Blessed with a mercurial left foot, awe-inspiring tenacity and leadership qualities Arsenal have been crying out for, Granit Xhaka would have expected to be dominating premier league midfield’s from the off this season, yet this hasn’t been the case. The 24 year old’s only starts for the Gunners thus far only come as a result of a late injury to Francis Coquelin, and Özil’s late return from European exertions. So why isn’t the Swiss international starting? Is it due to a cautious easing approach for Arsene Wenger, or is there an issue that lies beneath the surface?
As previously mentioned, Xhaka’s only starts for the Gunners this season came as a result of a late injury to French destroyer Coquelin and a lack of fitness from Mesut Özil, v Leicester and Watford. Despite this, Arsenal arguably played their best football of the season with the Swiss in the side, especially against Watford. Dictating play from deep, Xhaka completely controlled the game, combining excellently with Mesut Özil and Santi Cazorla, with his trademark long pass also coming to frution, finding both Theo Walcott and Alexis Sanchez on numerous occasions, leaving the Arsenal fans purring at the quality of the acquisition the Gunners board had found themselves.
Yet, inspite of the progressive football Arsenal played with Xhaka in the side, his runout v Watford was his only one of two starts this season. So why is this? Arsene Wenger offers an explaination to this issue, stating that “Coquelin and Cazorla have worked well together” and that “football is about partnerships”, however, the Frenchman does go onto say “Xhaka will play games and every week he is stronger and better. I think he will have a huge impact as a player.”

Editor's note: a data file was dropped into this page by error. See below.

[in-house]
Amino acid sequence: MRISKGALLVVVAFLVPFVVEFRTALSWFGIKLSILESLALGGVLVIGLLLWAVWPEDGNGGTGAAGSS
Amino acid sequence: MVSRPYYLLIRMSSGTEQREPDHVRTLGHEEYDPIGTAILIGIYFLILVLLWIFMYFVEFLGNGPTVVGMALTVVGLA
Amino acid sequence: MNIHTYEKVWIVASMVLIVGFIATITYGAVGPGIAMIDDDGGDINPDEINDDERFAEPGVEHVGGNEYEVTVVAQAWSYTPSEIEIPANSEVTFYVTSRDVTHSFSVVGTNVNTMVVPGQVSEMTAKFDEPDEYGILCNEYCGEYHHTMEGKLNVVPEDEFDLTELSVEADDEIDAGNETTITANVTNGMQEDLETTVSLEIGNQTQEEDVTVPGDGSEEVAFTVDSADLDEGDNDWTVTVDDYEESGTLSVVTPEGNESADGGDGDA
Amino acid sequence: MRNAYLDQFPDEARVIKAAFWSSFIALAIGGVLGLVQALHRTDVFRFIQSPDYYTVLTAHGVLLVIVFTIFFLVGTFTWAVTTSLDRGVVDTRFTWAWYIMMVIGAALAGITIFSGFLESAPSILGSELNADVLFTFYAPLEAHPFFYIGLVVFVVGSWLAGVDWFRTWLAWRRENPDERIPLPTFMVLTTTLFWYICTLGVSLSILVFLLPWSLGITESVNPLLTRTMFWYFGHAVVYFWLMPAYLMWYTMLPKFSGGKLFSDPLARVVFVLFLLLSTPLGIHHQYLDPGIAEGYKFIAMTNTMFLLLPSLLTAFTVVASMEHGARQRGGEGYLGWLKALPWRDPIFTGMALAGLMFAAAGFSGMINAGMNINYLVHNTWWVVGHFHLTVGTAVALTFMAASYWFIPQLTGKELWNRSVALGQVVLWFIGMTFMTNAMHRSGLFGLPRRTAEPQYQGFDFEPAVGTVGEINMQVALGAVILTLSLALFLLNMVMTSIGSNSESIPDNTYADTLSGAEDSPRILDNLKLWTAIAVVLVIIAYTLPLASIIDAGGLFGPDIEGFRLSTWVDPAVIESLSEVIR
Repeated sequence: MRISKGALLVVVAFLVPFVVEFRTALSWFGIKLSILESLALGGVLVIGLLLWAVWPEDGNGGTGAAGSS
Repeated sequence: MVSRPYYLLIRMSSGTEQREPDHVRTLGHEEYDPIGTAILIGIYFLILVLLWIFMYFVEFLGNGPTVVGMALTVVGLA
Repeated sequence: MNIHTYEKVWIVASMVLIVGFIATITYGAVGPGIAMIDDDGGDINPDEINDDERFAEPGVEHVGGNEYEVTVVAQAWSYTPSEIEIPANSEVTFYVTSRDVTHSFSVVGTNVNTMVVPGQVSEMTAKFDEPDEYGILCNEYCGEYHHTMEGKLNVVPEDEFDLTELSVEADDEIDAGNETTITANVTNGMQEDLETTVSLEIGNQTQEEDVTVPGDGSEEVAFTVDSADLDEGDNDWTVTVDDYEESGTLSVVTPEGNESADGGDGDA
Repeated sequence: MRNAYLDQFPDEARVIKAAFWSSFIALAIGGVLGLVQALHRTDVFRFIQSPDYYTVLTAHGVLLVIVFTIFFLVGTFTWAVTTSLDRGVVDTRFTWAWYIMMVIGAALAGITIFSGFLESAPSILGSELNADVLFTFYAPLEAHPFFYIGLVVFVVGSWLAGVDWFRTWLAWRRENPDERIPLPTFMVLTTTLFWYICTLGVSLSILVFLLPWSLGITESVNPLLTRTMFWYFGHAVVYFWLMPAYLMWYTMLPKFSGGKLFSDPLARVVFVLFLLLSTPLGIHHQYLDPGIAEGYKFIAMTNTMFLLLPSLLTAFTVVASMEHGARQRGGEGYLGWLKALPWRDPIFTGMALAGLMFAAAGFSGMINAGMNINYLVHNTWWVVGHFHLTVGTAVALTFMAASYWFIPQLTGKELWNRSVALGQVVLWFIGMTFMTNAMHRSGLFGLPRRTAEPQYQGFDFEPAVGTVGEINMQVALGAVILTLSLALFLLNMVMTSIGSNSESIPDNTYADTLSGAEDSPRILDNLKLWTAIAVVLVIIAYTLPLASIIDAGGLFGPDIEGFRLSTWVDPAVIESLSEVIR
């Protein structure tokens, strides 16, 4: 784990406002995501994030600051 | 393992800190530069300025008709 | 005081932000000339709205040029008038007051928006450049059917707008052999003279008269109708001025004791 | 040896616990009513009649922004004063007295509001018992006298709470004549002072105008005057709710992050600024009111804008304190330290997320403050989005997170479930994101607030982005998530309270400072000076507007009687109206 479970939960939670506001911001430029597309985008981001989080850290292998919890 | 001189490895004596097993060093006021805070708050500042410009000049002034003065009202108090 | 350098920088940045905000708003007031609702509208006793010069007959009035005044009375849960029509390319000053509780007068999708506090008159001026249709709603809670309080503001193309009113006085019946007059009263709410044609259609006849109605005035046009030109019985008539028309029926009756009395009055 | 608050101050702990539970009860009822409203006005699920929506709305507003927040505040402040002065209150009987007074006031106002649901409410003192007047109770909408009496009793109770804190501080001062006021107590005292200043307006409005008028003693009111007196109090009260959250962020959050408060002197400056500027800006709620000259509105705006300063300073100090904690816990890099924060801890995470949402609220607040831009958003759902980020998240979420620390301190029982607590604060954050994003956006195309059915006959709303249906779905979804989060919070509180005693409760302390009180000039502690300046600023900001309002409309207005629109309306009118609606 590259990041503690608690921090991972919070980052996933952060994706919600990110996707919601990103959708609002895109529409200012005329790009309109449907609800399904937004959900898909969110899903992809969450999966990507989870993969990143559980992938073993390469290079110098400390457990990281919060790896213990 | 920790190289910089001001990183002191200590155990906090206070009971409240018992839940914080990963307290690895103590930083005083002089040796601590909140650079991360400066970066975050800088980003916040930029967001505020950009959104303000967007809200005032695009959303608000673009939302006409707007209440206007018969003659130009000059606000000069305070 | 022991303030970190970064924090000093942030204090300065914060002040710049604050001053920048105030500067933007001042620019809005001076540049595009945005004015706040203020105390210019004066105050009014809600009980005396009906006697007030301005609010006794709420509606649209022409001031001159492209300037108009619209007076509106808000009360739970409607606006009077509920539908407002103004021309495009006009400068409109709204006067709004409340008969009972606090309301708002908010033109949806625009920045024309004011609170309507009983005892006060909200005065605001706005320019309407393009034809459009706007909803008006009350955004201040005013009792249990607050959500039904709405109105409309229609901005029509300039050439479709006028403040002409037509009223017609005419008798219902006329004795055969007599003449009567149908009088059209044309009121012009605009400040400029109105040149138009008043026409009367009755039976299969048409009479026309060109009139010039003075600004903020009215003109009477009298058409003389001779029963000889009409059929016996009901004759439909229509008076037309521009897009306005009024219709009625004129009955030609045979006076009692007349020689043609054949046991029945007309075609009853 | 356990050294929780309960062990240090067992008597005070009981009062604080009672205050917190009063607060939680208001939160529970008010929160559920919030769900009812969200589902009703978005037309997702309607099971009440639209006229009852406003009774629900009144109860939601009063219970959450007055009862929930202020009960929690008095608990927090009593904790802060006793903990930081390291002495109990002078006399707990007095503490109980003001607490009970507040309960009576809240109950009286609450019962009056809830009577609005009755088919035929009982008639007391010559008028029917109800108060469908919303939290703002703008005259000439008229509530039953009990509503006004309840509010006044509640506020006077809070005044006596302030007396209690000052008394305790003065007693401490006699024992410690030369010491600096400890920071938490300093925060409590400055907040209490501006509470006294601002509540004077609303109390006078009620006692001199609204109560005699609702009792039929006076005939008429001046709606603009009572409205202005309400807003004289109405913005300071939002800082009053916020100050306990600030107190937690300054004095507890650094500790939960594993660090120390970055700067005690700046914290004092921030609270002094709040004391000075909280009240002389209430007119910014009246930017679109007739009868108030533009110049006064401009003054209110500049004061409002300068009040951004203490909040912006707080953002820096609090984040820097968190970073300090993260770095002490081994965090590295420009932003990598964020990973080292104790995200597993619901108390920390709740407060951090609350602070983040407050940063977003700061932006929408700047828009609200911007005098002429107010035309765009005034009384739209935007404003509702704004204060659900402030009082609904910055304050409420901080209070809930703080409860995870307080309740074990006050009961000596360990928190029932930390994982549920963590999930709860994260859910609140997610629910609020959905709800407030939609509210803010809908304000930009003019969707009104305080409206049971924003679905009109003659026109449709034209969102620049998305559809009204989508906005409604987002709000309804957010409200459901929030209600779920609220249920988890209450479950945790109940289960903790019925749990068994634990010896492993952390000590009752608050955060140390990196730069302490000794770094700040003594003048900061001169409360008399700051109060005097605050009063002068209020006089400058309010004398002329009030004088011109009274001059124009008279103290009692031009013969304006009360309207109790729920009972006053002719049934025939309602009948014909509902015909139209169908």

What does Wenger exactly mean by “partnership”? To many it is the combination of Coquelin’s aggression and Cazorla’s skill that make them awell suited pair. However, this season they have been deployed in a way contrary to this belief. Coquelin, in every game this season, has had an average position higher up the pitch than Santi Cazorla, you may argue this is to be expected. What is perculiar though is how Coquelin acts as a box to box midfielder. Coquelin’s skill set is clearly limited to being a destroyer, of which he is very good at, but his skill set beyond these realms is not to the quality of say Aaron Ramsey, Arsenal’s best box to box midfielder, or even Mohamed ElNeny. There is thought behind the madness however. By pushing Coquelin further up, the Frenchman disrupts the opposing midfielder two, meaning a third midfielder has to drop back to create a defensive advantage, especially with Özil occupying the central area. Therefore, with the third central midfielder dropping deeper, Cazorla is free to dictate from deep without pressure, and with freedom 15 yards in any direction due to the position Coquelin has taken up.
This tactical approach has led to mixed results so far this season, with a scrappy win against Southampton and a lucky draw v PSG the consequence, yet the A 4-1 thrashing of Hull also being another outcome. You’re probably thinking how does this relate to Xhaka? Well, let me explain. Ramsey is by far Arsenal’s best box to box midfielder, and after his stellar performances at the European Championships, it seems a no brainer to play the Welshman in his best position. However, Ramsey’s defensive discipline has always been seen as an issue. With a player of Ramsey’s talent, you can’t bench him, you have to find a way around the problem. This is where the Cazorla-Coquelin test comes in to play. Whilst Ramsey has been out injured Arsene has had a big decision to make, does he persist with “Coqzorla” or not. As it turned out he did, but whilst persisting he has also put Arsenal’s tactical presence through its Beta stages. Coquelin has resembled the role Ramsey would take up, with playing high to free space for the deep-lying player maker, Cazorla in this instance. Xhaka is ready made to displace Cazorla in this role and bring more to the table.
There is one thing Arsenal fans cried out for last season, A player who combined Coquelin and Cazorla’s best attributes. As if by chance, a player ready made, with a bit more on top found their way to Arsenal courtesy of an eagle eyed Arsenal Board. Granit Xhaka. The only question mark regarding the Swiss is his fitness, which may explain the slow introduction he has experienced. However, if he continues to make statements such as his thunderbolt against Hull, combined with his magical left foot, it’ll only be a matter of time before he starts regularly in a Gunners shirt.